It may seem gross or dirty, but contrary to the belief, earwax is very important for your hearing health. Understand how to safely clean your ears, along with some interesting facts about earwax.
What is earwax?
Earwax, medically known as cerumen, is a substance naturally produced by our bodies within the outer ear.
Earwax contains oil and sweat blended with dead skin cells.
What’s the purpose of earwax?
Although the thought of earwax can sometimes make people cringe, it’s hard to believe that this substance produced in our ears can be so beneficial to ears’ health. However, it’s sticky, and the smell is precisely why an average amount of earwax is helpful.
- Earwax is a natural deterrent to prevent bacteria from entering the inner ear. Due to its sticky nature, it collects tiny debris that can find its way into our ear canal, similar to fly paper trapping insects.
- It acts as a lubricant and protective coating for your ear canal. Without earwax, your outer ear might become itchy, dry, and flaky, putting it at a higher risk of irritation and infection.
- Did you know? The smell of earwax keeps bugs away, while the stickiness traps those that might find their way inside your ear
Cleaning your ears, is it needed?
A recent article discussed the harms associated with not only cleaning your ears too often along with inserting objects into your ear. The report suggests that you can not only irritate, scratch, and or cut the ear canal, but you can also damage the eardrum. “People don’t realize the wax they see on a Q-tip would have come out anyway because the ear is “self-cleaning.”
Do you suspect impacted earwax?
If so, proceed with caution. Despite cerumen’s benefits, sometimes blockages can occur, notably if you tend to have dry, hard, impacted earwax. If you begin to experience a sense of fullness in your ears, feel like you are experiencing hearing loss, and suspect wax is the offender:
- Buy an over-the-counter ear cleaning kit if your ears are healthy. Ask a specialist for help if you have ear tubes or if you have any ear pain. Cerumen buildup should not be painful.
- Cleaning your hearing aids regularly or any other devices you insert into your ears.
Do not clean your ears with a cotton swab or any other type of instrument to remove wax on your own, and this can further push the wax into the ear canal, where it is incapable of being shed on its own naturally. You may even puncture your eardrum.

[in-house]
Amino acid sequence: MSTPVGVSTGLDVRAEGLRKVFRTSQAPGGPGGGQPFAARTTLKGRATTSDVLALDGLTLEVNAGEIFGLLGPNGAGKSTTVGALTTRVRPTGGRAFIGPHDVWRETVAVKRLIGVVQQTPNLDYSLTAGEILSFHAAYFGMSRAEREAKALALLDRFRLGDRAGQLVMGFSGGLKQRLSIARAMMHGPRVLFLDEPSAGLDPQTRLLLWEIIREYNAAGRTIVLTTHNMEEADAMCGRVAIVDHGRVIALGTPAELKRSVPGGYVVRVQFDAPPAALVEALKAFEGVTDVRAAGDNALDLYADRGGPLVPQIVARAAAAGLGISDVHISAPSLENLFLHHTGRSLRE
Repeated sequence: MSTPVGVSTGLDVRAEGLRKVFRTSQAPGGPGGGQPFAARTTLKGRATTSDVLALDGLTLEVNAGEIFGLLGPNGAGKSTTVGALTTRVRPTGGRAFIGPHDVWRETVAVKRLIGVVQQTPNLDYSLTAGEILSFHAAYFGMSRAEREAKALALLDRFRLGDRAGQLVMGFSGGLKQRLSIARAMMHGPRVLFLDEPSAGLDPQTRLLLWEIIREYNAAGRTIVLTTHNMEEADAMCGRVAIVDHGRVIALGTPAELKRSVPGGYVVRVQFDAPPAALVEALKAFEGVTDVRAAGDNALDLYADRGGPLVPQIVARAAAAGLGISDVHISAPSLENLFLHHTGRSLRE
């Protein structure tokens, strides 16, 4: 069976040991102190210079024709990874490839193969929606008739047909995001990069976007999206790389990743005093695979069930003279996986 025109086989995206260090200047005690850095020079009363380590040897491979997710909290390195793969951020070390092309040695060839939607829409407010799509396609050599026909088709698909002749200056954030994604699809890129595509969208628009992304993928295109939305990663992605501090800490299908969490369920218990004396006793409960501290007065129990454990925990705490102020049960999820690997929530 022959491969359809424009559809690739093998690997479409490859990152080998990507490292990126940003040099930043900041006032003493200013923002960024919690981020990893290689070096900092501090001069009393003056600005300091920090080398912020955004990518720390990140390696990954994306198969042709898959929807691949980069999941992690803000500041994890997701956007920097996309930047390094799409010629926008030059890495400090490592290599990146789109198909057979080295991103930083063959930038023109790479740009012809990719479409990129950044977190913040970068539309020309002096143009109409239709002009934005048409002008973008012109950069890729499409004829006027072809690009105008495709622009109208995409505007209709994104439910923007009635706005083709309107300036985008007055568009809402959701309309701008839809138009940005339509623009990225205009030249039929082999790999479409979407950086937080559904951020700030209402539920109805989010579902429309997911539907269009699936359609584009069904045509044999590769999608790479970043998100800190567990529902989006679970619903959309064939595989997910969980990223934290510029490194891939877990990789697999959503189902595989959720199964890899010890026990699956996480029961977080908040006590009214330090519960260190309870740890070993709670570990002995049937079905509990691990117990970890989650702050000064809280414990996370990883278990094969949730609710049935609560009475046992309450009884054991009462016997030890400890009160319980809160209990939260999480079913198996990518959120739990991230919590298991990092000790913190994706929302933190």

- Consider (in some cases) professional cleaning: Some hearing health providers offer professional cleaning, using specific tools like the Earigator. Most people do not need to use these services, but it’s easy for doctors to look in the ears using an otoscope to look for impacted earwax.
The more you clean and remove, the more your body will create
When you create a routine of removing earwax, it signals your body to make more, creating an overabundance that can impede your hearing and put you at greater risk for developing ear infections and other difficulties.
Stress and fear can even accelerate earwax production. Others who have the disposition to produce too much earwax include those:
- Buy an over-the-counter ear cleaning kit if your ears are healthy. Ask a specialist for help if you have ear tubes or if you have any ear pain. Earwax buildup should not be painful.
- With a lot of hair in their ear canals.
- Who suffer from common ear infections.
- Who have abnormally-formed ear canals or osteomata, which is additional bone tissue.
- Who are older, have particular skin conditions, or have specific learning disabilities.
How much is too much?
Generally, your body knows exactly how much cerumen to make. If you maintain a healthy diet, have proper hygiene, and move your jaw (think chewing and talking), your ears will displace excess earwax, dirt, and debris without intervention
How to clean your ears
While your ears are self-cleaning, there are a few things you can do to keep them clean and free of excess debris:
- Clean your ears using a warm, soapy washcloth and allowing warm water from your everyday shower to run over (but not in) your ears. On occasion is likely enough to soften and loosen excess earwax.
- If you wear hearing aids, clean them appropriately and often.
- If you’re above 60, have your hearing evaluated periodically by a hearing healthcare professional. Ask your family physician for a referral, or search our online directory to find hearing clinics near you. Besides advising you on your hearing health, they will be able to detect excess cerumen and may safely remove it.
If you suspect any degree of hearing loss are are experiencing issues with earwax, call Salem Audiology Clinic today at (971)701-6322 and schedule an appointment with one of our highly trained Audiologists to assist you.